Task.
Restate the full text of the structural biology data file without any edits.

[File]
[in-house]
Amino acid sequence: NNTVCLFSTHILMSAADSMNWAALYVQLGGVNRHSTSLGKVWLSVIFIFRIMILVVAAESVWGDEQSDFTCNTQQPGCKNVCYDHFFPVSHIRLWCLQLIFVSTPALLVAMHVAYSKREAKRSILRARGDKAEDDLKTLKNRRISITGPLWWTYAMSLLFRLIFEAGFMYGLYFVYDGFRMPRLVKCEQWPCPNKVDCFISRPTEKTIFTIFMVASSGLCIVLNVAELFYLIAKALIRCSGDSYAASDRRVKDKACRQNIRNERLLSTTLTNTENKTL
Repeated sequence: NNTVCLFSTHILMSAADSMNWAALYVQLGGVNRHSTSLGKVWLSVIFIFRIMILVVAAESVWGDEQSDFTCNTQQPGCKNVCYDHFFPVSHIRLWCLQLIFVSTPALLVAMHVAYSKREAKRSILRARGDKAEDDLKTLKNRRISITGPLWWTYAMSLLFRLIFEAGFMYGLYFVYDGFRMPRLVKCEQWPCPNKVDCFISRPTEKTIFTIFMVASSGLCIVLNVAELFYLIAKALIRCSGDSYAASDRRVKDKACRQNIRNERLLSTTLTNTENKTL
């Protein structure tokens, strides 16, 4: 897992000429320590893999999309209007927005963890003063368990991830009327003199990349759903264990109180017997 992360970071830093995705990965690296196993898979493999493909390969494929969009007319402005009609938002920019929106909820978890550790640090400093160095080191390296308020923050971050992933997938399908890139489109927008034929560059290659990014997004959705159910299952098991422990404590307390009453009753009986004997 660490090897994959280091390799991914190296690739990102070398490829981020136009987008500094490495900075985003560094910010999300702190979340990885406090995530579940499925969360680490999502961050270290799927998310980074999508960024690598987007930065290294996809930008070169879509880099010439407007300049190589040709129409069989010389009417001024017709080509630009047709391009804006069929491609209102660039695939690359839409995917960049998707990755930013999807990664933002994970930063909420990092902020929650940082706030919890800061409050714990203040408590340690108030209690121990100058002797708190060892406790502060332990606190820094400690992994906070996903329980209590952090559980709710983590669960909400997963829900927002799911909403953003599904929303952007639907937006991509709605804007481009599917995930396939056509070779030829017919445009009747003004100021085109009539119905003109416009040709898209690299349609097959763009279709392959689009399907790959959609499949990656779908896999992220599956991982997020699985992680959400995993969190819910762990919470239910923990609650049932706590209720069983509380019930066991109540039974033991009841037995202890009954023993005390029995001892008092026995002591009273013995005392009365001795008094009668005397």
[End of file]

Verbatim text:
[in-house]
Amino acid sequence: NNTVCLFSTHILMSAADSMNWAALYVQLGGVNRHSTSLGKVWLSVIFIFRIMILVVAAESVWGDEQSDFTCNTQQPGCKNVCYDHFFPVSHIRLWCLQLIFVSTPALLVAMHVAYSKREAKRSILRARGDKAEDDLKTLKNRRISITGPLWWTYAMSLLFRLIFEAGFMYGLYFVYDGFRMPRLVKCEQWPCPNKVDCFISRPTEKTIFTIFMVASSGLCIVLNVAELFYLIAKALIRCSGDSYAASDRRVKDKACRQNIRNERLLSTTLTNTENKTL
Repeated sequence: NNTVCLFSTHILMSAADSMNWAALYVQLGGVNRHSTSLGKVWLSVIFIFRIMILVVAAESVWGDEQSDFTCNTQQPGCKNVCYDHFFPVSHIRLWCLQLIFVSTPALLVAMHVAYSKREAKRSILRARGDKAEDDLKTLKNRRISITGPLWWTYAMSLLFRLIFEAGFMYGLYFVYDGFRMPRLVKCEQWPCPNKVDCFISRPTEKTIFTIFMVASSGLCIVLNVAELFYLIAKALIRCSGDSYAASDRRVKDKACRQNIRNERLLSTTLTNTENKTL
């Protein structure tokens, strides 16, 4: 897992000429320590893999999309209007927005963890003063368990991830009327003199990349759903264990109180017997 992360970071830093995705990965690296196993898979493999493909390969494929969009007319402005009609938002920019929106909820978890550790640090400093160095080191390296308020923050971050992933997938399908890139489109927008034929560059290659990014997004959705159910299952098991422990404590307390009453009753009986004997 660490090897994959280091390799991914190296690739990102070398490829981020136009987008500094490495900075985003560094910010999300702190979340990885406090995530579940499925969360680490999502961050270290799927998310980074999508960024690598987007930065290294996809930008070169879509880099010439407007300049190589040709129409069989010389009417001024017709080509630009047709391009804006069929491609209102660039695939690359839409995917960049998707990755930013999807990664933002994970930063909420990092902020929650940082706030919890800061409050714990203040408590340690108030209690121990100058002797708190060892406790502060332990606190820094400690992994906070996903329980209590952090559980709710983590669960909400997963829900927002799911909403953003599904929303952007639907937006991509709605804007481009599917995930396939056509070779030829017919445009009747003004100021085109009539119905003109416009040709898209690299349609097959763009279709392959689009399907790959959609499949990656779908896999992220599956991982997020699985992680959400995993969190819910762990919470239910923990609650049932706590209720069983509380019930066991109540039974033991009841037995202890009954023993005390029995001892008092026995002591009273013995005392009365001795008094009668005397």